During this period, the Seminary in Kenya was being built, which was founded by the late Makarios in 1971. “Suddenly, without expecting it, I received a message from the Archbishop asking me to return to Cyprus for three days. I was baffled by this abrupt invitation and wondered what it could be? Ultimately, the meeting was monumental since it paved the way for me to Africa.” Andreas soon departed for Kenya. There he devoted himself as a layman to preparing the operation of the Seminary. Simultaneously, he became its director. Finally, in 1992, Andreas joined the priesthood and was ordained as Deacon, Elder, and Bishop of Riruta.

The mission in Africa

The gospel says, “Strive to instill knowledge to all nations.” However, departing from the western world to a place where hunger, poverty, and misery prevail is no easy task. It’s a life-changing experience, no matter how strong you may be. The challenges are immense in a mission that must be authentic and not an imposition or attempt at proselytism. The goal is to provide a pure ministry that brings light to people’s lives. According to Archbishop Makarios, “I was taught what it means to love and accept your neighbor, your brother, and every single person regardless of race or nationality. This has been the symbol and motto throughout the duration of my ministry in Africa. I had the whole edifice of cultures and morals, languages and customs in front of me. I had to become one with them, at all costs, so as not to feel like a foreigner or stranger. I had to identify Christ within their faces.” Thus, with this conviction, Makarios devoted himself entirely to his station. Success would only come after many painful trials and tribulations. “I often think of the tragedies I witnessed: when I first met orphaned children that we rescued from the refuse and sewage-filled streets, giving them beds where they could rest their afflicted bodies, warm food, clothing, and things necessary for their education. I was shocked to my core when I met these neglected and psychologically-wounded children. None knew of their biological parents or had a place to call home. They had no concept of identity. They were numb and without hope,” he recounts, visibly moved at the recollection of small, abandoned children that, without assistance, would have died or become criminals.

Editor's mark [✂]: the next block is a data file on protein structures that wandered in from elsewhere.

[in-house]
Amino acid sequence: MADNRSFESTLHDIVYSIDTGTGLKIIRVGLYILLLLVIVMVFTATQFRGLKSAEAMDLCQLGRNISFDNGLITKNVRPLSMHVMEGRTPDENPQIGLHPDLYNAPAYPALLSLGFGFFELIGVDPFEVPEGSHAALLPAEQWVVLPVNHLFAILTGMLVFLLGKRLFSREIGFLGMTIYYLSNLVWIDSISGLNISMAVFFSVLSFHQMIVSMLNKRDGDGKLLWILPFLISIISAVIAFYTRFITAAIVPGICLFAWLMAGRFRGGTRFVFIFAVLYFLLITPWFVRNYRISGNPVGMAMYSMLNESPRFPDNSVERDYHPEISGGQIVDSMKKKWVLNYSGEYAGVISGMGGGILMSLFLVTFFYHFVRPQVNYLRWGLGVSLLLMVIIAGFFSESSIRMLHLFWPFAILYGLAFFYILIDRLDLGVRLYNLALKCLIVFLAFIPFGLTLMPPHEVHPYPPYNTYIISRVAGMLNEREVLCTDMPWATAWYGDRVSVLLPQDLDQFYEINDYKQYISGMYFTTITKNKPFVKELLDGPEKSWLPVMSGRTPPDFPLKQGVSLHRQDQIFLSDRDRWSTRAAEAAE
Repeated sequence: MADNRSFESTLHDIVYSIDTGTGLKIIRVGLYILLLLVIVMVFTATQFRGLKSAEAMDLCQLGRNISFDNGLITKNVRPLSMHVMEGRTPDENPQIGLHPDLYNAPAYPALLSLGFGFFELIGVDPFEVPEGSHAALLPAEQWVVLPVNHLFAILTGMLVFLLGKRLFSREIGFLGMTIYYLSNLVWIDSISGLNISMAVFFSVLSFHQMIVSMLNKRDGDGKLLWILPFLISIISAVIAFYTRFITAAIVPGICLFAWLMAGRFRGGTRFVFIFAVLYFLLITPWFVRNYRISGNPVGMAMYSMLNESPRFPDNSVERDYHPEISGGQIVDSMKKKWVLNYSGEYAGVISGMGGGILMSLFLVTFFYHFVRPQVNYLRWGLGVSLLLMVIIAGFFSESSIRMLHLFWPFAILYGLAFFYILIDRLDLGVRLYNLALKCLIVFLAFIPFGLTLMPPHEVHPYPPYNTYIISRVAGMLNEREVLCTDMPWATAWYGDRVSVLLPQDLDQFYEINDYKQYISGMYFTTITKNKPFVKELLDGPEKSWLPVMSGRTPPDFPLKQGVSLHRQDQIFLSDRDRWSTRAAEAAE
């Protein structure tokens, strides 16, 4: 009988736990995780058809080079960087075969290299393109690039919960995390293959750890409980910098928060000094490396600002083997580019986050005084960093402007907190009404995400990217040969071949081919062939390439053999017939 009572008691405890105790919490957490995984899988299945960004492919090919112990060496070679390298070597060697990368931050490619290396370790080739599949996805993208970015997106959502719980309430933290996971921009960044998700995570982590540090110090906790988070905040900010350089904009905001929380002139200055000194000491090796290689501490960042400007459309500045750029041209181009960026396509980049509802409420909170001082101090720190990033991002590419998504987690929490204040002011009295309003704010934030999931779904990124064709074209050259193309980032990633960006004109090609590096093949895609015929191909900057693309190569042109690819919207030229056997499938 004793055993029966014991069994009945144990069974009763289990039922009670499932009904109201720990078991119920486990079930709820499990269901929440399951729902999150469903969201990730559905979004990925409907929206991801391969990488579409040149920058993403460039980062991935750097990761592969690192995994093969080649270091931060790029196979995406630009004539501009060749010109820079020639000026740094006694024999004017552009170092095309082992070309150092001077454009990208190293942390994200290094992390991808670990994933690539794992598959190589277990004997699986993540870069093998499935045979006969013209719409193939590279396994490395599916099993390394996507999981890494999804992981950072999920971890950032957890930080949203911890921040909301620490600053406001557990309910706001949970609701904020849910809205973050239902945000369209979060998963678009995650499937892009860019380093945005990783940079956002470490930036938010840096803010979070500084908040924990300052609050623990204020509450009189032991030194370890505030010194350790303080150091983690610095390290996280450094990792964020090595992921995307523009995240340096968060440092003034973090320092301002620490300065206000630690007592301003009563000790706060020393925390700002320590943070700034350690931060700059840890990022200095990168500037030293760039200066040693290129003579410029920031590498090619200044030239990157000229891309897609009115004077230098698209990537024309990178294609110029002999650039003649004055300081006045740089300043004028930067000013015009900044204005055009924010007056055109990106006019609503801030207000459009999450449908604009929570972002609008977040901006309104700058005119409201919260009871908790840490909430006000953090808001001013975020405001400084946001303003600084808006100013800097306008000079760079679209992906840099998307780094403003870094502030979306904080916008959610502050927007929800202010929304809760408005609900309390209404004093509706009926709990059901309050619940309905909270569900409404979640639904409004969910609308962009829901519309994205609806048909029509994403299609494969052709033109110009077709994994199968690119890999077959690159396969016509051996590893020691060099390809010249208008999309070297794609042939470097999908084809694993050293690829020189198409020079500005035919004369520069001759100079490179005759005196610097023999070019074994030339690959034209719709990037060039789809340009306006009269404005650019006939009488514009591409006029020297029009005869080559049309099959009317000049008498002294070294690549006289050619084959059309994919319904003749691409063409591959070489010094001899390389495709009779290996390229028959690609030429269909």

Life in Kenya is demanding but also fascinating. Sleep is a luxury, and travel is constant. Dozens of material and spiritual issues needing immediate attention are part of every day. Moreover, a multitude of obstacles always present themselves. However, Archbishop Makarios never gave up hope. He is bold and never surrendered. He travels around the area of his Episcopal ministry, teaches at the Patriarchal School and meets people of all races, languages, and classes daily. Multilingual, he learned to speak English, French, Russian, Italian, and several African dialects. Due to his initiative, liturgies have been translated into more than 30 dialects, allowing him the opportunity to better understand the local culture. The more the seeds of the Gospel spring roots in the hearts of African people, the more strength he gains to carry on his work, God willing. “With divine intervention and inspiration, we built all of this using superhuman powers, and often even facing death,” says Makarios. With these gifts, along with humility and discernment, he carries on, and “though we sometimes get tired as humans, we never cave, since we are witnessing a divine and unique miracle unravel in front of us, through the everlasting presence of the Holy Spirit that truly preserves our soul.”